Little is known about how dopamine (DA) neuron firing rates behave in cognitively demanding decision-making tasks. Here, we investigated midbrain DA activity in monkeys performing a discrimination task in which the animal had to use working memory (WM) to report which of two sequentially applied vibrotactile stimuli had the higher frequency. We found that perception was altered by an internal bias, likely generated by deterioration of the representation of the first frequency during the WM period. This bias greatly controlled the DA phasic response during the two stimulation periods, confirming that DA reward prediction errors reflected stimulus perception. In contrast, tonic dopamine activity during WM was not affected by the bias and did not encode the stored frequency. More interestingly, both delay-period activity and phasic responses before the second stimulus negatively correlated with reaction times of the animals after the trial start cue and thus represented motivated behavior on a trial-by-trial basis. During WM, this motivation signal underwent a ramp-like increase. At the same time, motivation positively correlated with accuracy, especially in difficult trials, probably by decreasing the effect of the bias. Overall, our results indicate that DA activity, in addition to encoding reward prediction errors, could at the same time be involved in motivation and WM. In particular, the ramping activity during the delay period suggests a possible DA role in stabilizing sustained cortical activity, hypothetically by increasing the gain communicated to prefrontal neurons in a motivation-dependent way.

2022 ◽  
Vishruth Nagam

This study aims to investigate growing Internet use in relation to cognition. Existing literature suggests human capability to utilize the Internet as an external (transactive) memory source. Formational mechanisms of such transactive memory systems and comparative effects of Internet use on transactive memory and semantic memory are both relatively unknown points of research explored in this study.This study comprises two experimental memory task surveys, confirming and yielding findings in memory research. Semantic memory is negatively affected by notions of information saved online. An adaptive dynamic is also revealed—1) as users often have a vague idea of desired information before searching for it on the Internet, first accessing semantic memory serves as an aid for subsequent transactive memory use and 2) successful initial transactive memory access eliminates the need for subsequently accessing semantic memory for desired information. Internet users form and reinforce transactive memory systems with the Internet by repeatedly defaulting to first accessing semantic memory then transactive memory or to accessing transactive memory only, and decrease reliance on transactive memory systems by repeatedly defaulting to only semantic memory. Users have some degree of control over transactive memory systems they engage in, a phenomenon to be potentially explored in future research directions.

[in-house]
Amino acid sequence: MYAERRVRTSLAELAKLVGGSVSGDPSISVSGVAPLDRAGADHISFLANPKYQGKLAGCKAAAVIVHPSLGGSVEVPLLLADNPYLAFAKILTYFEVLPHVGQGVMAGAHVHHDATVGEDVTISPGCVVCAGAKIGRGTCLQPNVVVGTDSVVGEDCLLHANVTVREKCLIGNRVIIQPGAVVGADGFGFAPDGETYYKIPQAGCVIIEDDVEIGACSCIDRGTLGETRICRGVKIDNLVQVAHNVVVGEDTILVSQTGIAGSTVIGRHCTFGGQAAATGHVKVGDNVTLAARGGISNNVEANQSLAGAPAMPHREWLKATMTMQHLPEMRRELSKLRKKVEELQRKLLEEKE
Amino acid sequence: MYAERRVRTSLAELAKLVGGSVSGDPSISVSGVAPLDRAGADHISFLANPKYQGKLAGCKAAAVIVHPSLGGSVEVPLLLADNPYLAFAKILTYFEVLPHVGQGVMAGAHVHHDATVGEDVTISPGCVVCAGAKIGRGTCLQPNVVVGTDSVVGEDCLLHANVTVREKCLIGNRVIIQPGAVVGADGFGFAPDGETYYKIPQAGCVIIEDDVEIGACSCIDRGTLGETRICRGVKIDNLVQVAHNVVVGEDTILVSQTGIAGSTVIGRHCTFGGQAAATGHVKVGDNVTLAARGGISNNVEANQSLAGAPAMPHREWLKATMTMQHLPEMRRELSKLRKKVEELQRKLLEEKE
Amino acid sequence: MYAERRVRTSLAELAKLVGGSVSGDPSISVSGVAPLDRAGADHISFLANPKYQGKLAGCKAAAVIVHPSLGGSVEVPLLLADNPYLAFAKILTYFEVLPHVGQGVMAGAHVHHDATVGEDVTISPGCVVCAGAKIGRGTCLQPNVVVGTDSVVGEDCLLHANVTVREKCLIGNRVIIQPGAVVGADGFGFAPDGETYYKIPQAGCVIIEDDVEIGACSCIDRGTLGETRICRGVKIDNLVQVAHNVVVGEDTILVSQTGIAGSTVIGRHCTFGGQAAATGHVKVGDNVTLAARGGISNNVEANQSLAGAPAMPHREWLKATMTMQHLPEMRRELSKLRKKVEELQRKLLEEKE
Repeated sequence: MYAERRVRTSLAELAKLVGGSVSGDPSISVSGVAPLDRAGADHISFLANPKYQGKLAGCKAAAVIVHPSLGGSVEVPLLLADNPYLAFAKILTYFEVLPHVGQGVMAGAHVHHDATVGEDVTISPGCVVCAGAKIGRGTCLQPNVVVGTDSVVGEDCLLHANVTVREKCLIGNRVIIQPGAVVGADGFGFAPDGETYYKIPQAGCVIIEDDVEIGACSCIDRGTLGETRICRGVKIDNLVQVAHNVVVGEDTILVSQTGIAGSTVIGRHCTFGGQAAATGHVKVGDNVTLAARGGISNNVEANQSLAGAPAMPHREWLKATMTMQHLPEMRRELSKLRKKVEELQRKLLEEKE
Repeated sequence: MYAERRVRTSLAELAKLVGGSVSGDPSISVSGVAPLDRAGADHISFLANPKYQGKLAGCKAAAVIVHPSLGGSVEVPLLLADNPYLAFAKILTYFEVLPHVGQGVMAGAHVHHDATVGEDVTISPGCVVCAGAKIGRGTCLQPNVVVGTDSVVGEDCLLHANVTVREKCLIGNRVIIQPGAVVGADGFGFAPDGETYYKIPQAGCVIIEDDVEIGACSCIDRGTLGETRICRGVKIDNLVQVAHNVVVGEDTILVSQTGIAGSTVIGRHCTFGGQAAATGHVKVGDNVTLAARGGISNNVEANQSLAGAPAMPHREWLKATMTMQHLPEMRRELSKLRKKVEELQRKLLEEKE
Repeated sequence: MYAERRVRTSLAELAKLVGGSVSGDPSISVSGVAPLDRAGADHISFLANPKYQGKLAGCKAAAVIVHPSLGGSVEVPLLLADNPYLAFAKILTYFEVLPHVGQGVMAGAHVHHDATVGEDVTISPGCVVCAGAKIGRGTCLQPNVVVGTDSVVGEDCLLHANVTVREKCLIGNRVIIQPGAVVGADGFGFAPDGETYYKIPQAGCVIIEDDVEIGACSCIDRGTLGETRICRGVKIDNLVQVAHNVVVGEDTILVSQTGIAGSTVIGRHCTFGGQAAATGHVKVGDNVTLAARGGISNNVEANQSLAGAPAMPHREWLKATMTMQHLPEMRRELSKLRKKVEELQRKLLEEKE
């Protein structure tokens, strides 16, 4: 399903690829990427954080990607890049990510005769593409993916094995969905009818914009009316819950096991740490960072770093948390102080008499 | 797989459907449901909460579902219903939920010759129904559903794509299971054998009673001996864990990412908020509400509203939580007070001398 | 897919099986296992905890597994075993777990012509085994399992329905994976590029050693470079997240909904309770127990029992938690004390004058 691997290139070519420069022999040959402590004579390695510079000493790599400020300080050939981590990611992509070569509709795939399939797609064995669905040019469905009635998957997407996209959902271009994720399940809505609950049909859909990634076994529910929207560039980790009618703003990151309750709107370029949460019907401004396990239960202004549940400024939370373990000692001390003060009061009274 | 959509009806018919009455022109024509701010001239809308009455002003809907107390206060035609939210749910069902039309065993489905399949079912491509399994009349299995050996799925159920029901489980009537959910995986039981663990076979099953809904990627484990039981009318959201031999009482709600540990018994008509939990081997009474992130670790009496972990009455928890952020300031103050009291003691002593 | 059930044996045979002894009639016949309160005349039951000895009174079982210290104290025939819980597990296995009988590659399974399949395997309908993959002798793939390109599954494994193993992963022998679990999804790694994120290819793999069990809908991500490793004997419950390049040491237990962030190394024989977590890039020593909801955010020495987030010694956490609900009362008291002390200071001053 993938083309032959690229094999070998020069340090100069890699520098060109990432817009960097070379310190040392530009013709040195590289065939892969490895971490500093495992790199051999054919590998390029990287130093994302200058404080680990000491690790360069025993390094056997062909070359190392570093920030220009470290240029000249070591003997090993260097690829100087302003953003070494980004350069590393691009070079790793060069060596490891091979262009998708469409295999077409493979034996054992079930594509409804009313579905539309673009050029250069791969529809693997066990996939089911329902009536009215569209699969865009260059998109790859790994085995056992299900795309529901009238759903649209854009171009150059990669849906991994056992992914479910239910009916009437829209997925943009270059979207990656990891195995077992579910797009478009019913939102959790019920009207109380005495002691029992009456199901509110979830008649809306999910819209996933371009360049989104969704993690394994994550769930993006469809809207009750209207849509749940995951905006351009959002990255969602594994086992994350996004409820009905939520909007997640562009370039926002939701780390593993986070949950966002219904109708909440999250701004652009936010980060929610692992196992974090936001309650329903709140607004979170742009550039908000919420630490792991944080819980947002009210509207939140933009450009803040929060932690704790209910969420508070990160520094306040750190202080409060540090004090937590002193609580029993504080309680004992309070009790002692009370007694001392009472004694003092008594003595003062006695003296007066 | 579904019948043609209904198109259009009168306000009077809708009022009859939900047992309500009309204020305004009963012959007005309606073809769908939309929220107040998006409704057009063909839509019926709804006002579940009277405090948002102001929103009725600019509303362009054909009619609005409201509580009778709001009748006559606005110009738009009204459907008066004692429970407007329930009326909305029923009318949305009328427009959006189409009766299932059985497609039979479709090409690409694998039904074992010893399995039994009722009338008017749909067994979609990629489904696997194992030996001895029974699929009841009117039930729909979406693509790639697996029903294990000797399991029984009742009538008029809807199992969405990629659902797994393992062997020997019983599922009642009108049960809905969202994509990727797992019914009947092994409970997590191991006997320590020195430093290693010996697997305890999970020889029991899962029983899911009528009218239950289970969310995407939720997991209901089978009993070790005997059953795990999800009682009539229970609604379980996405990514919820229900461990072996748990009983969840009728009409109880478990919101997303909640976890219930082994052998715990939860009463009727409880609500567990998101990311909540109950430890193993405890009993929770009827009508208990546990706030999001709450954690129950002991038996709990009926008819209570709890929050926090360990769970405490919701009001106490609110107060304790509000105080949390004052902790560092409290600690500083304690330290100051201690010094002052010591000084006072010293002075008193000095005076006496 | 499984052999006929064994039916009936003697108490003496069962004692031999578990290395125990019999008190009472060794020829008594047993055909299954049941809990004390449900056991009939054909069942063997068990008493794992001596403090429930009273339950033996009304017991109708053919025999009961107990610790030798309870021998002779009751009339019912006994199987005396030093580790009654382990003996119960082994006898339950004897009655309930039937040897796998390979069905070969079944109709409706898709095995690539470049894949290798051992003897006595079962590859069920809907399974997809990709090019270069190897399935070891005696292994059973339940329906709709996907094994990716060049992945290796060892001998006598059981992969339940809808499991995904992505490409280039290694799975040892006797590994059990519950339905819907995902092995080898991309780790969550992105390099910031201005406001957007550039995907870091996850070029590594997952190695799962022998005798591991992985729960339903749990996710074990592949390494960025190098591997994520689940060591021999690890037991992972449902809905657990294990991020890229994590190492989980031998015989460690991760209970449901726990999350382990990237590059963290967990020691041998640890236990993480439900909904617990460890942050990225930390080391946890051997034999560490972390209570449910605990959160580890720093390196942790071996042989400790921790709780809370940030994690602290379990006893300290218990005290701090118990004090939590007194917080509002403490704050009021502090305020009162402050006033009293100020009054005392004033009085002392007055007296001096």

2022 ◽  
Vol 119 (2) ◽  
pp. e2026011119
Eleonore H. M. Smalle ◽  
Tatsuya Daikoku ◽  
Arnaud Szmalec ◽  
Wouter Duyck ◽  
Riikka Möttönen

Human learning is supported by multiple neural mechanisms that maturate at different rates and interact in mostly cooperative but also sometimes competitive ways. We tested the hypothesis that mature cognitive mechanisms constrain implicit statistical learning mechanisms that contribute to early language acquisition. Specifically, we tested the prediction that depleting cognitive control mechanisms in adults enhances their implicit, auditory word-segmentation abilities. Young adults were exposed to continuous streams of syllables that repeated into hidden novel words while watching a silent film. Afterward, learning was measured in a forced-choice test that contrasted hidden words with nonwords. The participants also had to indicate whether they explicitly recalled the word or not in order to dissociate explicit versus implicit knowledge. We additionally measured electroencephalography during exposure to measure neural entrainment to the repeating words. Engagement of the cognitive mechanisms was manipulated by using two methods. In experiment 1 (n = 36), inhibitory theta-burst stimulation (TBS) was applied to the left dorsolateral prefrontal cortex or to a control region. In experiment 2 (n = 60), participants performed a dual working-memory task that induced high or low levels of cognitive fatigue. In both experiments, cognitive depletion enhanced word recognition, especially when participants reported low confidence in remembering the words (i.e., when their knowledge was implicit). TBS additionally modulated neural entrainment to the words and syllables. These findings suggest that cognitive depletion improves the acquisition of linguistic knowledge in adults by unlocking implicit statistical learning mechanisms and support the hypothesis that adult language learning is antagonized by higher cognitive mechanisms.